New York Daily News' Scores

  • Movies
  • TV
For 6,024 reviews, this publication has graded:
  • 42% higher than the average critic
  • 3% same as the average critic
  • 55% lower than the average critic
On average, this publication grades 5.8 points lower than other critics. (0-100 point scale)
Average Movie review score: 56
Highest review score: 100 The Cave of the Yellow Dog
Lowest review score: 0 Jackass: The Movie
Score distribution:
6,024 movie reviews
  1. His (Bateman) performance is fun. Too bad The Switch is not.
  2. "Vampires" doesn't suck, exactly, but the laziness and lack of imagination kinda bites.
  3. Noble but dull.
  4. Marshall shows off the breathtaking landscape, but with interiors, he populates the ale houses and encampments with cliches - like dueling female warriors, one a mute and the other a white-haired vixen.
  5. There's barely half a film here, stretched and pulled so thin you can nearly see through it.
  6. So now we have a full-length Machete movie, and it turns out that, as usual, less is more.
  7. It's a shame, but perhaps no surprise, that Niederhoffer was unable to transfer her astute vision to the big screen.
    • 65 Metascore
    • 40 Critic Score
    Jordan's screenplay aims for a romanticism that the beautiful but stiff Bachleda is unable to fulfill. And the ending, which injects the film's dreamy sensibility with an ugly note of realism, crashes over everything like a frigid wave.
  8. From a consumer perspective, you're better off skipping the movie and putting your money toward their book instead.
  9. The class issues make them pariahs, the love scenes belong on Cinemax After Dark, and the emotions writer-director Catherine Corsini believes are so adult are clichéd. Still, Scott Thomas is beguiling as usual, the one expected thing that's welcome here
  10. The sisters who play Sophie are adorable. And if you happen to be a sleep-deprived parent yourself, there are worse ways to catch a two-hour nap.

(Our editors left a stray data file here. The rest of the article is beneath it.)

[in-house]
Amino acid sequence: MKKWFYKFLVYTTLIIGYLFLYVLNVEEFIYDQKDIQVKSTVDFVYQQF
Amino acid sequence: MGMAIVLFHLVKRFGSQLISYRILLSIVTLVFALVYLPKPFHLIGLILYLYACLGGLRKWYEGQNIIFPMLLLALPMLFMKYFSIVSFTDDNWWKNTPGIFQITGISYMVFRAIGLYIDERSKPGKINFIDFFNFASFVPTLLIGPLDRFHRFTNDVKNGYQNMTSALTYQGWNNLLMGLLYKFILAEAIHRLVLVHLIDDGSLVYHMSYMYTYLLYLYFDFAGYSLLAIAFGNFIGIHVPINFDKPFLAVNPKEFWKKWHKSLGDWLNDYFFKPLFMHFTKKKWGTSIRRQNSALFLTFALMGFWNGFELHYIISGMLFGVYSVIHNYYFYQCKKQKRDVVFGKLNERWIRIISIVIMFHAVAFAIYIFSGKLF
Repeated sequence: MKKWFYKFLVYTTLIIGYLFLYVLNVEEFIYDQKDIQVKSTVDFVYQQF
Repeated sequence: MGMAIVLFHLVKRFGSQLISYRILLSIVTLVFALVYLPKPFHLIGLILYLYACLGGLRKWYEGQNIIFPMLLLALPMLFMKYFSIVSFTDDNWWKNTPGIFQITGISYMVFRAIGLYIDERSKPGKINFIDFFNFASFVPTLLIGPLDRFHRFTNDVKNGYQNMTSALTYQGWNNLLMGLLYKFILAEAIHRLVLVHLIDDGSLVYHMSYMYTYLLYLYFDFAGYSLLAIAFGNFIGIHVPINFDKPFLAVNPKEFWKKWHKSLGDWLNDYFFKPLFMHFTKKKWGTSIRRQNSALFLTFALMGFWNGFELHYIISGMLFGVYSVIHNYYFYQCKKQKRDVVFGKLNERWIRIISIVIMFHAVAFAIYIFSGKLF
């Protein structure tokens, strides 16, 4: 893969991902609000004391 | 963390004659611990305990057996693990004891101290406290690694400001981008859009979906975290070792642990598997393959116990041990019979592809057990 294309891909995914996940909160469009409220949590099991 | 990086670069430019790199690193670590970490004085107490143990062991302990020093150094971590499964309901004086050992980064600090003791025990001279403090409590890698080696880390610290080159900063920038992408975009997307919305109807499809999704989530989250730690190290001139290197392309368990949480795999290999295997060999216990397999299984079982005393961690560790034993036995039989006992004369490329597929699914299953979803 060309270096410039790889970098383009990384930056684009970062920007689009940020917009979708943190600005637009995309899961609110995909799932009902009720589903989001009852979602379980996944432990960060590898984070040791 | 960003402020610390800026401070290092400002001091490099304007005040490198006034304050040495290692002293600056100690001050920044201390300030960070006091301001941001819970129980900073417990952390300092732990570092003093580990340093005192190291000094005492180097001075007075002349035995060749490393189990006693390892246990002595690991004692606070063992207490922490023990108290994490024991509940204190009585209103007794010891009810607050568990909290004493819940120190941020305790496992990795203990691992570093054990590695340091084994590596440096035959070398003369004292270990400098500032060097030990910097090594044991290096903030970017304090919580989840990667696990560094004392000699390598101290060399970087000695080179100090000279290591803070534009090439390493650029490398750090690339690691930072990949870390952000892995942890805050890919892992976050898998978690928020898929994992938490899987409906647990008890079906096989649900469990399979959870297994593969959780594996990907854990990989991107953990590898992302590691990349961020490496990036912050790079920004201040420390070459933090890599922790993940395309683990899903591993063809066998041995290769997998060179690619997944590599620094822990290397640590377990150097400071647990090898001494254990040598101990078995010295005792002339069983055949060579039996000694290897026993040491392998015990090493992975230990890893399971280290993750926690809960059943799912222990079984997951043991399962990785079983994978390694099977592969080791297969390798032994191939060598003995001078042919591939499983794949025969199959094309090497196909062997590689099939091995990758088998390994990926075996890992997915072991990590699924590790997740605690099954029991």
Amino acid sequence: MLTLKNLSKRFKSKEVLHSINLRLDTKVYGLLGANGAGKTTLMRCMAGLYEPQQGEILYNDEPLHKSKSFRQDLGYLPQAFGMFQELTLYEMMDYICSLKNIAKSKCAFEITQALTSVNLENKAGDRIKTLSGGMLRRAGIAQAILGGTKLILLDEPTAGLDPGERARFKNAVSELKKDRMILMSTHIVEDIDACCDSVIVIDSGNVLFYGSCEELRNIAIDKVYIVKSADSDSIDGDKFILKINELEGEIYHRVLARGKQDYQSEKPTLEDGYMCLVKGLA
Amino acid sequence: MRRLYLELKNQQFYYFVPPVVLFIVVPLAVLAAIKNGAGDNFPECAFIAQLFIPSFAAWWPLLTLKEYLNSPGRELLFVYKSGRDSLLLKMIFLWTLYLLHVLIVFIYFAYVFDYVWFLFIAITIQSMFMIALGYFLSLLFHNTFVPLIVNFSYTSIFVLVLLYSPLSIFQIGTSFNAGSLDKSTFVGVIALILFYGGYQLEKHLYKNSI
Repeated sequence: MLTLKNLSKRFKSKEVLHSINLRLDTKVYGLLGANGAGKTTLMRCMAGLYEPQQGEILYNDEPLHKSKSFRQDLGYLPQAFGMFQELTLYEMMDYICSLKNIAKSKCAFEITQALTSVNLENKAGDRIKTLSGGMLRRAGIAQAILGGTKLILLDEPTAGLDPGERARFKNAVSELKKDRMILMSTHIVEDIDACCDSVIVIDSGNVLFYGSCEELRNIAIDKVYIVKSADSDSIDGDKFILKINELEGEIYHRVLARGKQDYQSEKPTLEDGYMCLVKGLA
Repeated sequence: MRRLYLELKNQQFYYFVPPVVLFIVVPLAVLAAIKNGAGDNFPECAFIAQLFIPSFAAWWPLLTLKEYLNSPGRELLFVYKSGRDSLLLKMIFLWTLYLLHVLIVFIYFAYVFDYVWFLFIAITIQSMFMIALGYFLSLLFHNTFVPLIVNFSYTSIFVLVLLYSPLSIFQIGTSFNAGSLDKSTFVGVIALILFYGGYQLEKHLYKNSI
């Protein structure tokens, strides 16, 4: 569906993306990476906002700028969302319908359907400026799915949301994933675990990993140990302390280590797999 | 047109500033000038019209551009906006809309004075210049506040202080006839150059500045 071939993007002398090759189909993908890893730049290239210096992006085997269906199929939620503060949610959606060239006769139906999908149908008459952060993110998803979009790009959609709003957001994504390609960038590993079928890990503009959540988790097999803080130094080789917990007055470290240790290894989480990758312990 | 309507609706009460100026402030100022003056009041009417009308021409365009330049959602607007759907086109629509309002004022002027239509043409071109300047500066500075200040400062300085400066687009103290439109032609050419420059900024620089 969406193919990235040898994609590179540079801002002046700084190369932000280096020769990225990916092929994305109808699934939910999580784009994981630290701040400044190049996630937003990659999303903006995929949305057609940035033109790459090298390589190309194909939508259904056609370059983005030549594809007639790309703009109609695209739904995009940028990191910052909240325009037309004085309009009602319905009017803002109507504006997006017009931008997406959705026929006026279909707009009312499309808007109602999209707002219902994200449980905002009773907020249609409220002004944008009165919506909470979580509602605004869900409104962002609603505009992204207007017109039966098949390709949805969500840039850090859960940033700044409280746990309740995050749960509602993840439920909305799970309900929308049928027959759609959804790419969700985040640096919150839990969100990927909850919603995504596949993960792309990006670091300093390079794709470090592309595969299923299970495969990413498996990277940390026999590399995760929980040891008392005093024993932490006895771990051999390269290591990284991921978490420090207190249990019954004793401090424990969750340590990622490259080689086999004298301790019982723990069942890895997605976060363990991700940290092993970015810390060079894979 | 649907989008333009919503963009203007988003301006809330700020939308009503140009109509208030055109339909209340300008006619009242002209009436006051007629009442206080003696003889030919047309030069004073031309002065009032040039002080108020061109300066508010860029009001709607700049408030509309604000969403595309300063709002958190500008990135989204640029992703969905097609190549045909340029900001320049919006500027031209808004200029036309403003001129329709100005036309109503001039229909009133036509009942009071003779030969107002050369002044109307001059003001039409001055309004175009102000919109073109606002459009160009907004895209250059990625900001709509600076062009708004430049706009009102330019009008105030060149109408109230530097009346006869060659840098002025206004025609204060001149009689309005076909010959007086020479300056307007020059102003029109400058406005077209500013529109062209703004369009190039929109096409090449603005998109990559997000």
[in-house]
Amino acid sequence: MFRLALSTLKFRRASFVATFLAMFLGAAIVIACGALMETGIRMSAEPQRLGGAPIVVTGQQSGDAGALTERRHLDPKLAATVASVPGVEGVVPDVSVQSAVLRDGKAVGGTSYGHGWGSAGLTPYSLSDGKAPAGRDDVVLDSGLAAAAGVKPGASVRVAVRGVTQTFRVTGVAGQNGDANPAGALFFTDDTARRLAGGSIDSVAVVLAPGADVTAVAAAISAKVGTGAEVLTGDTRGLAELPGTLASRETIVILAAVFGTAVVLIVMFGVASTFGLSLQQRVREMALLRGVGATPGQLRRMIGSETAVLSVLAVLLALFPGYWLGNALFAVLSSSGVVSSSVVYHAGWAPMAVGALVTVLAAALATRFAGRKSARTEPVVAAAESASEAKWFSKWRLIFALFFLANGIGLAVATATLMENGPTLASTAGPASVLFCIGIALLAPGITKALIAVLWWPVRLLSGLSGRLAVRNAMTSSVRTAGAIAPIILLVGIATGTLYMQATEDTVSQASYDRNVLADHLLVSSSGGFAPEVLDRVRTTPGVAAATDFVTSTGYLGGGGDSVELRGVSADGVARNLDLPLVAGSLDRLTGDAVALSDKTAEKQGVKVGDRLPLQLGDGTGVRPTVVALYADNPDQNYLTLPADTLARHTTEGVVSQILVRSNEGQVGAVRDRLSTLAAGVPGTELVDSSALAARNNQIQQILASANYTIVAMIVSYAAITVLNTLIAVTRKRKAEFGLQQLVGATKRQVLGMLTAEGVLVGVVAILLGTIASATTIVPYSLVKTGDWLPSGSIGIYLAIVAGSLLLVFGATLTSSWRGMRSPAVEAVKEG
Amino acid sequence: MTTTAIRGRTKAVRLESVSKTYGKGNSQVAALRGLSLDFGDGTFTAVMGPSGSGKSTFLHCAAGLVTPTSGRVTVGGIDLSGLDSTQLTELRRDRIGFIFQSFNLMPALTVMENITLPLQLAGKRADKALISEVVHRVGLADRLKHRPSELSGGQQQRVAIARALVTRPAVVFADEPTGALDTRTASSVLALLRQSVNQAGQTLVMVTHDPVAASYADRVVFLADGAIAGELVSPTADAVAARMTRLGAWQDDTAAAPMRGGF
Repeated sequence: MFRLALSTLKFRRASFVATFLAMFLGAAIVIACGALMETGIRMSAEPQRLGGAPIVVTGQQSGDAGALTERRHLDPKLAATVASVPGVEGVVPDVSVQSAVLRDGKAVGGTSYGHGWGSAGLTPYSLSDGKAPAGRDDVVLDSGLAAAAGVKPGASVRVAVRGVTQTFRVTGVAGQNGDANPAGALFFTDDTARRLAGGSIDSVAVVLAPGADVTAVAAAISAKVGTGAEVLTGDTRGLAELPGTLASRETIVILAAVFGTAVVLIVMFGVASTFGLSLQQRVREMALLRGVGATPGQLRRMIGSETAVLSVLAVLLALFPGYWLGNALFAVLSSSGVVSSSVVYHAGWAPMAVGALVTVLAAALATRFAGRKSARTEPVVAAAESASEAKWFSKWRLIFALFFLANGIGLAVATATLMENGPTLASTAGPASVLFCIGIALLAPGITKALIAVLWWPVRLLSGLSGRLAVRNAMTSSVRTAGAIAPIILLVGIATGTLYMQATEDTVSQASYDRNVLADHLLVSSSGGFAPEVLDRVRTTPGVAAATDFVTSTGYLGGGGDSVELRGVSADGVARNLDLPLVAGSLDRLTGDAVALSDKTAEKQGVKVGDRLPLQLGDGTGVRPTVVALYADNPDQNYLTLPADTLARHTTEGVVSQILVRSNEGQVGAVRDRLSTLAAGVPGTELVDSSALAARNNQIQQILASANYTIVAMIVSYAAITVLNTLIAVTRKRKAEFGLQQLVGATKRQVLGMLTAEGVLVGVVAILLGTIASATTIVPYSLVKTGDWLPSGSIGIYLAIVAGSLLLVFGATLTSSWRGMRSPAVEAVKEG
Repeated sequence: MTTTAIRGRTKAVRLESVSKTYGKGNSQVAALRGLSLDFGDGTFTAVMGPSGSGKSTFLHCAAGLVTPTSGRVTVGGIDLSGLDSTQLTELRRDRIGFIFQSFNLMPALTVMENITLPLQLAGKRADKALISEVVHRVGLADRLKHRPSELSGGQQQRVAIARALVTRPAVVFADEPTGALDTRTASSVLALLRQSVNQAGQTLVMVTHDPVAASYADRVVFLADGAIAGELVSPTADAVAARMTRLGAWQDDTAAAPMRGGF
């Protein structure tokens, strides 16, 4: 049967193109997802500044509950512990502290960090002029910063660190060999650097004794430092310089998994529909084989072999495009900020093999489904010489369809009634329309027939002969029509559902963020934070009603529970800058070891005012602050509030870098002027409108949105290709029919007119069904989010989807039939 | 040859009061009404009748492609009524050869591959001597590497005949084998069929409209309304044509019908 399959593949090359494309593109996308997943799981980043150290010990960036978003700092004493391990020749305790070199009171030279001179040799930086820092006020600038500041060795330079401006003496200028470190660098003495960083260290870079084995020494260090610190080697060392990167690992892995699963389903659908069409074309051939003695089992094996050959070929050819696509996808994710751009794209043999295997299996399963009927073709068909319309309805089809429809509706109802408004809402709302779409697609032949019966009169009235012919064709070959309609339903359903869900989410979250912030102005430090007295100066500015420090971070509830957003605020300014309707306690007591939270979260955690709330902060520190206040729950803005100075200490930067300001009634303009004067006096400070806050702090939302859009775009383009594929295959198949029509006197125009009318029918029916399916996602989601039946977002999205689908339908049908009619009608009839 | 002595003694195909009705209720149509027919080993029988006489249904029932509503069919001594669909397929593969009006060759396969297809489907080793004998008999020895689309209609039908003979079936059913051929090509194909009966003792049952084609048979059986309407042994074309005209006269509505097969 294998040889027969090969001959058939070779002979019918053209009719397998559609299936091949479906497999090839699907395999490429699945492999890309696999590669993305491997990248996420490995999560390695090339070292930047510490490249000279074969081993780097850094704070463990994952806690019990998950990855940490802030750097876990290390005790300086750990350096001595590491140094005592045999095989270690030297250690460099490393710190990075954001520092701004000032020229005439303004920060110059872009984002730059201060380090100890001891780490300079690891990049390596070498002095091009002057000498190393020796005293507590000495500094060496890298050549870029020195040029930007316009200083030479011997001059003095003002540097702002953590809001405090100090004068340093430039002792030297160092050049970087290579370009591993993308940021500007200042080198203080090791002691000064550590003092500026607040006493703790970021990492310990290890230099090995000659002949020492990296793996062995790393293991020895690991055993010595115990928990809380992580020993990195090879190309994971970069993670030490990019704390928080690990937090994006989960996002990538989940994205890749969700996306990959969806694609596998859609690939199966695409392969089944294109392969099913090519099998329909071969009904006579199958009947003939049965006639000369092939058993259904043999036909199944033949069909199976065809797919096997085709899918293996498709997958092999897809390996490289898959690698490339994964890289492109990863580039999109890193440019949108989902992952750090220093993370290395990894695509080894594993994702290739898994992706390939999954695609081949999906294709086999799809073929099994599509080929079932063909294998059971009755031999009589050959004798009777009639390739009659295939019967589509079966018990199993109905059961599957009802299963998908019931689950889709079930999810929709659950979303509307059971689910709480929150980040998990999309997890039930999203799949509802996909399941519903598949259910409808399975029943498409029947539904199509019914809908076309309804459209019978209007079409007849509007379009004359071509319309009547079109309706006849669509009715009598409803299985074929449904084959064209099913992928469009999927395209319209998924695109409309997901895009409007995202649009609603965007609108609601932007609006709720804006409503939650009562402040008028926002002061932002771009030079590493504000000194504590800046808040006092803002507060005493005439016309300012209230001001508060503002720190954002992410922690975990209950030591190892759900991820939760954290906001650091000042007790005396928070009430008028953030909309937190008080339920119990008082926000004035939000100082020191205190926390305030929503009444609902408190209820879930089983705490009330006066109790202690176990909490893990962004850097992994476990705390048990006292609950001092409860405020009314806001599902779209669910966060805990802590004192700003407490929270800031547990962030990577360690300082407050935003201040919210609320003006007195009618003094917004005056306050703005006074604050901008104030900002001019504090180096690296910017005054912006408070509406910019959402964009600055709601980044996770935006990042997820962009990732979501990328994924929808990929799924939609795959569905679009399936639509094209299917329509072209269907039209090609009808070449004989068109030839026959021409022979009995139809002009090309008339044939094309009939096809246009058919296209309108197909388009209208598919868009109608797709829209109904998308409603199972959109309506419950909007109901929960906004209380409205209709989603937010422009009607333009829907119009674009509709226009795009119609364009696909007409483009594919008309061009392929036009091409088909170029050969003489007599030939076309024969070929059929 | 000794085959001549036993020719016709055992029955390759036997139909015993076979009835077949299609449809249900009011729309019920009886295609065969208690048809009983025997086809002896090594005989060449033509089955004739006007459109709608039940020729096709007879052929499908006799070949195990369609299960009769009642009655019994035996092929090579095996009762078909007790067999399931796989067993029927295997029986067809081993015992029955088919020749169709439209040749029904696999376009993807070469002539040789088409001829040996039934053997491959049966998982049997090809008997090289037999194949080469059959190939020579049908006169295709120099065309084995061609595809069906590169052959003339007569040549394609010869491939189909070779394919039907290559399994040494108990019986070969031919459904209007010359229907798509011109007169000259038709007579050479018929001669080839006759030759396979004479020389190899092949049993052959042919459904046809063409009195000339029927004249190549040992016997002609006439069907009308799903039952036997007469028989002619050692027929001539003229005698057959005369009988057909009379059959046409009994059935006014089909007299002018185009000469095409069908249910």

11. The book itself is an easy read -- conveniently enough, it shouldn't take you more than two hours. So you might want to skip the discordant copy, and use that time to discover the real thing.
  12. This taut but cliched little thriller is like "Wait Until Dark" with neo-Nazis.
  13. Strong performances and understated cinematography help balance the self-conscious editing, but ultimately the entire affair feels false.
  14. The only grace notes come from Noah Wyle and Peter Bogdanovich as the two characters who refuse, in different ways, to buy the industry line.
  15. Goes about its game so bloodlessly, the result is some of the most unexciting action and seduction sequences in recent memory.
  16. Sure, sometimes it's fun to be assaulted by sequins, wigs, corsets and retro homage. But Xtina's fans can find all that already - in videos ranging from "Lady Marmalade" to "Ain't No Other Man" - without having to sit through two hours of recycled plots and plastic acting.
  17. While Suvari is especially miscast as a sophisticate, only Richard E. Grant, as a worldly Brit, seems to understand the text.
  18. The final fate of Adolf ­Eichmann is certainly a compelling subject. But its dramatic impact is severely diminished here by stilted filmmaking and wooden performances.
  19. The tone veers wildly, from wacky indie to melodramatic soap opera. Like the other men in her life, Ireland adores Jolene without entirely understanding her.
  20. Every generation gets a "Big Chill," and this tired but well-meaning indie contains many clichés of the "pals-pondering-life" movies that came before.
  21. Director Jaak Kilmi's remembrance of growing up under Soviet rule never tries to be anything more than a curiosity.
  22. The author of "Naked Lunch" and his words were funny, freaky and sometimes just Out There. Yet as "there" became "here," Leyser shows, Burroughs seemed to be everywhere.
  23. It's laughably, eye-rollingly absurd.
  24. Chico Colvard's tragic documentary is blunt and rather artless, but it does make for impactful, and deeply disturbing, viewing.
  25. As for that unpolished screenplay, the less said the better.
  26. If Welcome to the Rileys were a thicker-skinned movie -- if it were the movie it thinks it is -- so much of the outcome wouldn't be telegraphed the minute you read the premise.
  27. Dwayne 'The Rock' Johnson is overhyped as Billy Bob Thornton is slow and steady.
  28. Plays out like a clunky, not-so-incredible "Incredibles," or a more-despicable "Despicable Me."
  29. The trouble starts with the casting. The usually reliable Kevin Spacey never quite gets a handle on Abramoff, an Orthodox Jew devoted to unorthodox business methods.

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